If you experience any side effects, note them down and make an appointment with your GP so they can review your medication
Mind Medication factsheets
To help you understand a little bit more around medication, Mind have developed an A-Z information directory of medication and drug names.
You can either view the information online or download an information booklet that you can print off as a hard copy for you take read offline.
Find more Information
Mind A-Z directory
In order to help you to gain a better understanding of mental health and how it may affect a person Mind have developed A-Z information directory. You can use the A-Z to help to find information on –
- common issues relating to mental health
- types of medication
- specific Mental health conditions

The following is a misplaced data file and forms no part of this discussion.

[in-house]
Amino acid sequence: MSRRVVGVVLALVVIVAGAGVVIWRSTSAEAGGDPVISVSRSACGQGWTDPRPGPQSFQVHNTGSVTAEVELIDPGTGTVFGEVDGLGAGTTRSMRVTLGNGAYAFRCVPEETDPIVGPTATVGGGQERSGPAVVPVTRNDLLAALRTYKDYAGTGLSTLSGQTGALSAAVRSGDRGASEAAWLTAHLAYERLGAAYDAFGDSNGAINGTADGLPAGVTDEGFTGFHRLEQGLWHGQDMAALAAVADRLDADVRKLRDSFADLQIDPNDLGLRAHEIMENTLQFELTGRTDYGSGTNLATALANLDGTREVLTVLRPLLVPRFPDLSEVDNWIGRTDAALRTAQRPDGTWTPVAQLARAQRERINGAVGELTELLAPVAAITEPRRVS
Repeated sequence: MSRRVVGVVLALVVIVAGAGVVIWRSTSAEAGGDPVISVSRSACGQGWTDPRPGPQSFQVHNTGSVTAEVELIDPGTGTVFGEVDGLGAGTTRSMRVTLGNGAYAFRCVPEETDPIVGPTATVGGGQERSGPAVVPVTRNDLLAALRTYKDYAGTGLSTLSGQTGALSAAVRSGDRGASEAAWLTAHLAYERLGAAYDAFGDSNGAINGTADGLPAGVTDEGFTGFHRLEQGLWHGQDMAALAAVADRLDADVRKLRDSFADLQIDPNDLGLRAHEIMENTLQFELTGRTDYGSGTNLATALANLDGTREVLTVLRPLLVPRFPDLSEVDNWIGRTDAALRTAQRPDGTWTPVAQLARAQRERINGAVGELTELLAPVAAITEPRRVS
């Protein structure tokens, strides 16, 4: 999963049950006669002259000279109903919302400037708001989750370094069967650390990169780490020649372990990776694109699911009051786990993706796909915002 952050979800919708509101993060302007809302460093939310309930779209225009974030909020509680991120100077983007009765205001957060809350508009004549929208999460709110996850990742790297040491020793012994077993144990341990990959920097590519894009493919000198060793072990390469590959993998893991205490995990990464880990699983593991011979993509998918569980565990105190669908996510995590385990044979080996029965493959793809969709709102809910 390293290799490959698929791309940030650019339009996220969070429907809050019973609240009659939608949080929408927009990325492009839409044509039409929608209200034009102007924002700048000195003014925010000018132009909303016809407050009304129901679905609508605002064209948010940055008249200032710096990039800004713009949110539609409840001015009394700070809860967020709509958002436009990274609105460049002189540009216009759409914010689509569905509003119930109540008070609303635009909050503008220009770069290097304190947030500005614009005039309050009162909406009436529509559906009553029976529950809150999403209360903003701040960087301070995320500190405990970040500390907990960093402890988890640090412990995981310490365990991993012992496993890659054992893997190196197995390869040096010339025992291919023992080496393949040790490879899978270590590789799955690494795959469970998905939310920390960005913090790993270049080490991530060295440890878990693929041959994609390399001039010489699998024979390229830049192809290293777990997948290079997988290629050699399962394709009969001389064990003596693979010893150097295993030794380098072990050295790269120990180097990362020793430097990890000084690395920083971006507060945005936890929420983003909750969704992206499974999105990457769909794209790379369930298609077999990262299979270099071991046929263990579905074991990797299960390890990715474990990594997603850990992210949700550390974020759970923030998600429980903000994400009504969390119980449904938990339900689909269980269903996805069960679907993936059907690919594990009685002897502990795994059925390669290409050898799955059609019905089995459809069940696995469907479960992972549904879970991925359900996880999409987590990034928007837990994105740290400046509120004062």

- types of support and treatment available
Most entries have an information booklet for you to download and view offline.
Rethink Mental Illness
Rethink Mental illness have a compressive advice and information section on their website where you can find out about different mental health conditions and symptoms.
Alternatively, you can contact their advice team Monday to Friday (9.30am to 4pm) for information and practical support by telephone on 03005 000 927
Time to Change campaign
The Time to change campaign is a growing movement which aims to overcome the stigma around mental health and change how we all think and act about mental health problems. Their website has lots of information about mental health along with self help tips and stories from people who are living positive lives with mental health problems